Whether you're a college basketball fan or not, chances are you'll be watching or talking about March Madness at the office.
This year, Americans are expected to fill out 149 million tournament brackets - but that's not necessarily a win for employers. Experts say spending time on the games instead of on work duties affects office productivity in a very big way.
WalletHub estimates that in 2019, corporate losses will equal roughly $4 billion total due to unproductive employees during March Madness. The same outlet reported last year that those losses were around $6.3 billion.
Another study found the average worker spends up to six hours on sports-related activities in the office during the span of the tournament. That includes things like watching the games at work, checking scores and brackets, and chatting it up with co-workers.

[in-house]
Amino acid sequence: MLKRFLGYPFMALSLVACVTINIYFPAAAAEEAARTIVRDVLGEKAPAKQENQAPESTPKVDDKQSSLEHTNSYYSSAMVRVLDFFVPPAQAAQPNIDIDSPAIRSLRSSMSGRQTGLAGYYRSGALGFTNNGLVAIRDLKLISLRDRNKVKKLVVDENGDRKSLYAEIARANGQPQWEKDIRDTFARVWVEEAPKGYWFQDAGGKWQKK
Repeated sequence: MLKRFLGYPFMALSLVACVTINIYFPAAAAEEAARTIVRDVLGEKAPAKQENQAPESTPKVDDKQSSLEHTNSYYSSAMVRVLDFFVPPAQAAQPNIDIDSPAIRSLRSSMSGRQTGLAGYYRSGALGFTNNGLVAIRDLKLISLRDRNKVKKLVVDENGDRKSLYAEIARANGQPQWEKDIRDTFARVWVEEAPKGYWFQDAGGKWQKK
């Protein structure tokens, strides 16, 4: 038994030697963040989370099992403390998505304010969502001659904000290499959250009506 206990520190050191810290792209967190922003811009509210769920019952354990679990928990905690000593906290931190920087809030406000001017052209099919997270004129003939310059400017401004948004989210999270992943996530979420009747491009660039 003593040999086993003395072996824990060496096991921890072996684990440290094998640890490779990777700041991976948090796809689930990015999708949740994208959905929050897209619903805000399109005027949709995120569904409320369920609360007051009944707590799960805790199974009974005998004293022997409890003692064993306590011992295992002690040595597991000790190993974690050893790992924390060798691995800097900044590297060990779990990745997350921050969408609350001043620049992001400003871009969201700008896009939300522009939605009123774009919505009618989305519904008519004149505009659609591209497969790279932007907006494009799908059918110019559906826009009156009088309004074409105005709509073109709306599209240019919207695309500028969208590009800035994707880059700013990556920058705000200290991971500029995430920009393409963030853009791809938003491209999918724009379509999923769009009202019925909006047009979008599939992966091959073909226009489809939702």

One survey called March Madness the third biggest tech-related office distraction, next to texting and Facebook.
Even though productivity might get chalked up as a loss, there could be some positive news for U.S. businesses.
Employment firm OfficeTeam says sports events can be major morale-boosters at work, meaning March Madness may do more good than harm overall in the office.